The planet Mercury derived its name from the Roman god Mercury by virtue of being the fastest planet that travels across the sky. Due to Mercury's proximity to the sun, the planet is able to revolve quickly around the massive heavenly body. The Romans likened and named the planet after their swift-footed god, who is often portrayed in Roman mythology as a lad wearing winged sandals and a winged hat, and holding a caduceus.
Mercury is the smallest of the known planets in the solar system. It completes one revolution around the sun in 88 Earth days. Although it is the closest to the sun, Mercury is not the hottest planet, but rather Venus. During the day, the temperature on Mercury can reach an estimated 800 degrees Fahrenheit, which significantly falls to around -300 degrees at night, due to the planet's extremely thin atmosphere. There are no natural satellites orbiting Mercury.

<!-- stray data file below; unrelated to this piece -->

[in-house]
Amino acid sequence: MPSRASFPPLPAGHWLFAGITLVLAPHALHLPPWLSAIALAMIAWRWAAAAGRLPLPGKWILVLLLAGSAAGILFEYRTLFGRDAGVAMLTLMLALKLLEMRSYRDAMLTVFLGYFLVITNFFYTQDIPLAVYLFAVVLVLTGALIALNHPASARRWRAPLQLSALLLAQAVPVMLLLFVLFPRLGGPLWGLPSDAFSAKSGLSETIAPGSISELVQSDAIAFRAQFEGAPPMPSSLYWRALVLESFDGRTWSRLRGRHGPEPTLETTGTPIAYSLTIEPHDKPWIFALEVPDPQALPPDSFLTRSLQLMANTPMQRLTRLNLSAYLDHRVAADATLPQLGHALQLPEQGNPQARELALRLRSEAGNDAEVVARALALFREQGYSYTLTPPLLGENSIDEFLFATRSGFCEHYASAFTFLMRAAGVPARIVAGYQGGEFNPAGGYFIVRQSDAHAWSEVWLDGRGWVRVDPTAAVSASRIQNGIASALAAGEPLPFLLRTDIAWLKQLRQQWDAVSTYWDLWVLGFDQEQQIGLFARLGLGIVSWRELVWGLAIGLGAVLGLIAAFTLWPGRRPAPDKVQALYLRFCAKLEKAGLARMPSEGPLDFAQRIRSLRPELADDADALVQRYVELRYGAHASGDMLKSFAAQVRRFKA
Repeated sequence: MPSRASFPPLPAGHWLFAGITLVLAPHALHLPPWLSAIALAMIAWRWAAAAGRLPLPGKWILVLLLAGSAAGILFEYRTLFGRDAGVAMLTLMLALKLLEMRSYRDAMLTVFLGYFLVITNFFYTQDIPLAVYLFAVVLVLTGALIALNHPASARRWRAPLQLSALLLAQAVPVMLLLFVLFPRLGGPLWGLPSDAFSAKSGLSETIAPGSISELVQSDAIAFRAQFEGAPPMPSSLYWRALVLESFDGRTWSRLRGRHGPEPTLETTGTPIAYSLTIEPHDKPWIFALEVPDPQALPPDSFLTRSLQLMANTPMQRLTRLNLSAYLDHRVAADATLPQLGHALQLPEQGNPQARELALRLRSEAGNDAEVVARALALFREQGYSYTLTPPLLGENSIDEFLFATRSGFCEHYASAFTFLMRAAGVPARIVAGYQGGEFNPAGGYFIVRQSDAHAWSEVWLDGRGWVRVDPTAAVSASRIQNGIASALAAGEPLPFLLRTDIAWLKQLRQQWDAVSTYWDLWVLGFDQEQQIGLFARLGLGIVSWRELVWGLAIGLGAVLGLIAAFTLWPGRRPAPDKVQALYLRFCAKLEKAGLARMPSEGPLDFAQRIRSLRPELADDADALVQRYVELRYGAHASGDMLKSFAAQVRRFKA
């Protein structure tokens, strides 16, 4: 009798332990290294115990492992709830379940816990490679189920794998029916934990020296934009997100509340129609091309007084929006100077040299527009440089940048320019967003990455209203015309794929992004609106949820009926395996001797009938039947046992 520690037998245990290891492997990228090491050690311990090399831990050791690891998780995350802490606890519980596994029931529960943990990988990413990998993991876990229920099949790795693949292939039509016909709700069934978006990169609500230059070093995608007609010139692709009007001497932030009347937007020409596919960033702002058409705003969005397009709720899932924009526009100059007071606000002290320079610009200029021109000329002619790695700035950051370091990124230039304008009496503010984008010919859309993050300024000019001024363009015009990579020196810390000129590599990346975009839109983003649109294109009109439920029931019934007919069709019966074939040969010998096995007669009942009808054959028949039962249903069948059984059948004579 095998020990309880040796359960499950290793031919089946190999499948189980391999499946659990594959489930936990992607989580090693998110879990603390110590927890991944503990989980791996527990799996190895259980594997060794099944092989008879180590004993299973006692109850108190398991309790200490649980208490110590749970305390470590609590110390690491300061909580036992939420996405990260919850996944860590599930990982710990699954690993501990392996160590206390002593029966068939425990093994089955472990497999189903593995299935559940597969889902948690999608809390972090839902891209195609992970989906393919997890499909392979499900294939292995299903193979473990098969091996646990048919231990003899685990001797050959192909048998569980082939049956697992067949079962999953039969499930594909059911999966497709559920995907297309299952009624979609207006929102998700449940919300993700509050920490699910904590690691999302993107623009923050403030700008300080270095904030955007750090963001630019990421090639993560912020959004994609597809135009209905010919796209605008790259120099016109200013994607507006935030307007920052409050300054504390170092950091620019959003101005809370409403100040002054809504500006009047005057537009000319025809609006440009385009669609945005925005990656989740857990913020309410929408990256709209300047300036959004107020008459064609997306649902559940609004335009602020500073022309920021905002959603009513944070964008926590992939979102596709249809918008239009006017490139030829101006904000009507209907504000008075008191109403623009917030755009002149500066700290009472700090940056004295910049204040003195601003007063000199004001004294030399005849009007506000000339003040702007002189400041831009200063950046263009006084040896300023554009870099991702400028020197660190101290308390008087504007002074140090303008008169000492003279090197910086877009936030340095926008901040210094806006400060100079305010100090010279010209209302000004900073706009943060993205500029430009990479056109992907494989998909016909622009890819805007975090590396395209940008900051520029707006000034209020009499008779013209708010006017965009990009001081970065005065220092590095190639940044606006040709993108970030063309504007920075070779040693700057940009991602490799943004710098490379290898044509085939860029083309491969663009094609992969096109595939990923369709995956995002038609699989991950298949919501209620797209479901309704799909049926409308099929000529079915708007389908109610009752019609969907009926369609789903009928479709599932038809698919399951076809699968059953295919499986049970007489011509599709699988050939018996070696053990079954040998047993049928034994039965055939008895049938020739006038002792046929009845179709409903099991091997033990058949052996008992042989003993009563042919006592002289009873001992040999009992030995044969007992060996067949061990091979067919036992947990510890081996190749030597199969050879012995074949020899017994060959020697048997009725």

The earliest historical records regarding the observation of Mercury date back to the ancient Sumerian culture around 3000 B.C. Along with the other four visible planets, namely Mars, Jupiter, Saturn and Venus, Mercury was traditionally called by other names in various civilizations. However, the Roman names were later adopted by Western culture and became standard usage in astronomy.